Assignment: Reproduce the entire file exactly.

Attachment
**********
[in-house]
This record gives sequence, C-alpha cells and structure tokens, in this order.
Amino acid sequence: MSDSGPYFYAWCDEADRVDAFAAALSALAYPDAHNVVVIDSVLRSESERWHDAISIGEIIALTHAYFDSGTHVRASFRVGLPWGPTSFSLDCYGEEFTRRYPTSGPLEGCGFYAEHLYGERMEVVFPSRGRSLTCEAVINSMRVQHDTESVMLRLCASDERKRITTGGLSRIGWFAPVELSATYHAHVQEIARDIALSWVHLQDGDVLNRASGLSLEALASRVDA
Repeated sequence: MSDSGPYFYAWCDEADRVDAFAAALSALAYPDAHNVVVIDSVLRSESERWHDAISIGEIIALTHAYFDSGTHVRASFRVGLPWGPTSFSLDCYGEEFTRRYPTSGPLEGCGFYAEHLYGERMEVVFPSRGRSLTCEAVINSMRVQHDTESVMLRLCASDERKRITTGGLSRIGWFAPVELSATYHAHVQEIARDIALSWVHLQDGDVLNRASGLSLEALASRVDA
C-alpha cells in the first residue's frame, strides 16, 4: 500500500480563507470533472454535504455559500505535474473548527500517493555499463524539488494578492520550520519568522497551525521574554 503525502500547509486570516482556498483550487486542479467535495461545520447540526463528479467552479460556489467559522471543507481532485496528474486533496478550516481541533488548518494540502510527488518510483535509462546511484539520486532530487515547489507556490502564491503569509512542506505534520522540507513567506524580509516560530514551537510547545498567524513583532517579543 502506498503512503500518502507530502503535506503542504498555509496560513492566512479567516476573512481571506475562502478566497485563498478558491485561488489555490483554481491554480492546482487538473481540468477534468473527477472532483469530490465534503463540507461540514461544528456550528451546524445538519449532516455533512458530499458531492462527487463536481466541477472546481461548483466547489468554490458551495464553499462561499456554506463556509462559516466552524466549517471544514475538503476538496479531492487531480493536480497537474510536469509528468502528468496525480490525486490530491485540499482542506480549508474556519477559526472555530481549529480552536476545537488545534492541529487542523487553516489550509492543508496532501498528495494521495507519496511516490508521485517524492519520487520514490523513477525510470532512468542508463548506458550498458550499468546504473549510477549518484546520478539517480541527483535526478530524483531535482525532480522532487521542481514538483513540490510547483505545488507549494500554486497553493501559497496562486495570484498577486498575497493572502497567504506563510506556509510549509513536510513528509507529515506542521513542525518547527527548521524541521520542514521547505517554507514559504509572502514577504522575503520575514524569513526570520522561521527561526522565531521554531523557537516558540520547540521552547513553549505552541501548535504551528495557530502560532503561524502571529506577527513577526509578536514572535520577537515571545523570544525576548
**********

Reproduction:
[in-house]
This record gives sequence, C-alpha cells and structure tokens, in this order.
Amino acid sequence: MSDSGPYFYAWCDEADRVDAFAAALSALAYPDAHNVVVIDSVLRSESERWHDAISIGEIIALTHAYFDSGTHVRASFRVGLPWGPTSFSLDCYGEEFTRRYPTSGPLEGCGFYAEHLYGERMEVVFPSRGRSLTCEAVINSMRVQHDTESVMLRLCASDERKRITTGGLSRIGWFAPVELSATYHAHVQEIARDIALSWVHLQDGDVLNRASGLSLEALASRVDA
Repeated sequence: MSDSGPYFYAWCDEADRVDAFAAALSALAYPDAHNVVVIDSVLRSESERWHDAISIGEIIALTHAYFDSGTHVRASFRVGLPWGPTSFSLDCYGEEFTRRYPTSGPLEGCGFYAEHLYGERMEVVFPSRGRSLTCEAVINSMRVQHDTESVMLRLCASDERKRITTGGLSRIGWFAPVELSATYHAHVQEIARDIALSWVHLQDGDVLNRASGLSLEALASRVDA
C-alpha cells in the first residue's frame, strides 16, 4: 500500500480563507470533472454535504455559500505535474473548527500517493555499463524539488494578492520550520519568522497551525521574554 503525502500547509486570516482556498483550487486542479467535495461545520447540526463528479467552479460556489467559522471543507481532485496528474486533496478550516481541533488548518494540502510527488518510483535509462546511484539520486532530487515547489507556490502564491503569509512542506505534520522540507513567506524580509516560530514551537510547545498567524513583532517579543 502506498503512503500518502507530502503535506503542504498555509496560513492566512479567516476573512481571506475562502478566497485563498478558491485561488489555490483554481491554480492546482487538473481540468477534468473527477472532483469530490465534503463540507461540514461544528456550528451546524445538519449532516455533512458530499458531492462527487463536481466541477472546481461548483466547489468554490458551495464553499462561499456554506463556509462559516466552524466549517471544514475538503476538496479531492487531480493536480497537474510536469509528468502528468496525480490525486490530491485540499482542506480549508474556519477559526472555530481549529480552536476545537488545534492541529487542523487553516489550509492543508496532501498528495494521495507519496511516490508521485517524492519520487520514490523513477525510470532512468542508463548506458550498458550499468546504473549510477549518484546520478539517480541527483535526478530524483531535482525532480522532487521542481514538483513540490510547483505545488507549494500554486497553493501559497496562486495570484498577486498575497493572502497567504506563510506556509510549509513536510513528509507529515506542521513542525518547527527548521524541521520542514521547505517554507514559504509572502514577504522575503520575514524569513526570520522561521527561526522565531521554531523557537516558540520547540521552547513553549505552541501548535504551528495557530502560532503561524502571529506577527513577526509578536514572535520577537515571545523570544525576548